Tax Info For Living In Utah But Working In Another State

Tax season can be stressful — and if you find yourself living in Utah and working in another state, you might be unsure how to navigate filing your tax returns this year. Depending on your status as a Utah resident, you may be required to pay tax on any income earned elsewhere.

No matter where you earn an income, you will need to file a tax return. When earning income in one state while living in another, you might find yourself filing a state tax return in your state of employment. While certain states like Alaska, Texas, Wyoming, Florida, New Hampshire, Washington, South Dakota, Nevada, and Tennessee don’t charge income tax, the state of Utah does.

To help you navigate this scenario, AA Tax & Accounting Services has put together a quick guide explaining when you will be required to pay taxes on income earned in another state.

Are you a Utah resident on non-resident?

If you live in Utah and work in another state, your state income tax requirements will be dependent on your Utah state residency.

When your permanent residence is in Utah, and you travel outside of the state for work, how long are you in the other state?

Do you have another residence in the other state?

If you leave your Utah residence for less than half a year, your income in another state is taxable in Utah. However, if you are a non-resident of Utah, which is classified as someone who has property in Utah but lives elsewhere for more than half the year, you aren’t required to pay Utah state income tax on any earnings from the other state since you aren’t legally a Utah resident.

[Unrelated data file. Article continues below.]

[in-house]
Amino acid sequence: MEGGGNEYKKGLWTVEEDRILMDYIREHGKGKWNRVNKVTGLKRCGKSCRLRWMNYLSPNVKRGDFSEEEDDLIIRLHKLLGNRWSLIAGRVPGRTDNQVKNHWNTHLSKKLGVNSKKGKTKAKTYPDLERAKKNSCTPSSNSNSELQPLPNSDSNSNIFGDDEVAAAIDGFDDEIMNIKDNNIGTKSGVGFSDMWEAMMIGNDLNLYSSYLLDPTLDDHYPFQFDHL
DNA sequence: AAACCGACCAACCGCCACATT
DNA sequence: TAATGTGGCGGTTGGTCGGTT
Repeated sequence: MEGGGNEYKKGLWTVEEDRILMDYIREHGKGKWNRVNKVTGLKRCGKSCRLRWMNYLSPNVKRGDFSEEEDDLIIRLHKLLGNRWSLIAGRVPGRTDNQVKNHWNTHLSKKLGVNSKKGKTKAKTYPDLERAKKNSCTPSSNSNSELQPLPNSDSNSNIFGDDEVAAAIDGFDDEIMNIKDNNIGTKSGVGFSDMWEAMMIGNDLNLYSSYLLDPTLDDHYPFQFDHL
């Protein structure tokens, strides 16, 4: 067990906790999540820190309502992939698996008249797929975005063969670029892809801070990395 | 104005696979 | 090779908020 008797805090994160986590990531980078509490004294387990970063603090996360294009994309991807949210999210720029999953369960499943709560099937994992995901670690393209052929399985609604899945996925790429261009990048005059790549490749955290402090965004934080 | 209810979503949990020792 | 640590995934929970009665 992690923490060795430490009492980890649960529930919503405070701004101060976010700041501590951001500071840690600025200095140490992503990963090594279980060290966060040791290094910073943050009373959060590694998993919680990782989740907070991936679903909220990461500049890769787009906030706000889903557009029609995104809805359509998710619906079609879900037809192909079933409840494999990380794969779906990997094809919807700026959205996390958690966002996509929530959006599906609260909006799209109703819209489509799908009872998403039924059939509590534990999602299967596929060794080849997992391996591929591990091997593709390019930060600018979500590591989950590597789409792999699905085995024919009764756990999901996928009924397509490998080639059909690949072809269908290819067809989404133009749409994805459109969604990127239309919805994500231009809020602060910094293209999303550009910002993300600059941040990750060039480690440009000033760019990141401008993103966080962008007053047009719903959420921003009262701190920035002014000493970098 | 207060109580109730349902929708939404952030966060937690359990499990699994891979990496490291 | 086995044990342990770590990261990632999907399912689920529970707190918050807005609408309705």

What a non-resident needs to know

If you have earned income in Utah but are considered a non-resident of the state, you must file a Utah state tax return. In most cases, this income is earned while conducting business in the state, and you will need to file a Utah tax form called Form TC 40B.

Am I required to file taxes in both states?

In most situations, you will be required to file state income tax. There are a few scenarios where you might not be required to file taxes in both states.

The first reason is if the state doesn’t charge state income tax, such as Alaska, Texas, Wyoming, Florida, and a few others.

Another situation in which you might not be required to file taxes in both states is when a state has an agreement with bordering states. This agreement, known as a reciprocal tax agreement, allows individuals to live in one state and work in the other without filing two state tax returns.

Because Utah does not have reciprocity, you will likely need to file two separate state tax returns: a permanent resident and another non-resident.

How to claim credits for out of state tax

When filing your tax return as a Utah resident and claiming income that you earned out-of-state, you have the option to claim a credit for any income taxes paid to another state. This rule prevents you from facing double taxation on income earned out-of-state.

Tax consulting services in Cedar City, Utah

If you’re dealing with a unique situation, such as living in Utah and working in another state, we recommend consulting certified public accountants like AA Tax & Accounting Services when filing your tax return.

From one-time tax consulting services to ongoing consulting services, our tax consultants work with many clients as their tax advisor and tax preparer — ensuring that your tax team understands your taxes backward and forwards. You can have peace of mind knowing that our team has the experience to provide you with the most effective strategies for maximizing deductions and tax credits with our tax consulting services.

The AA Tax & Accounting Services team can help navigate tax season smoothly when living and working in separate states. Contact us to schedule an appointment.

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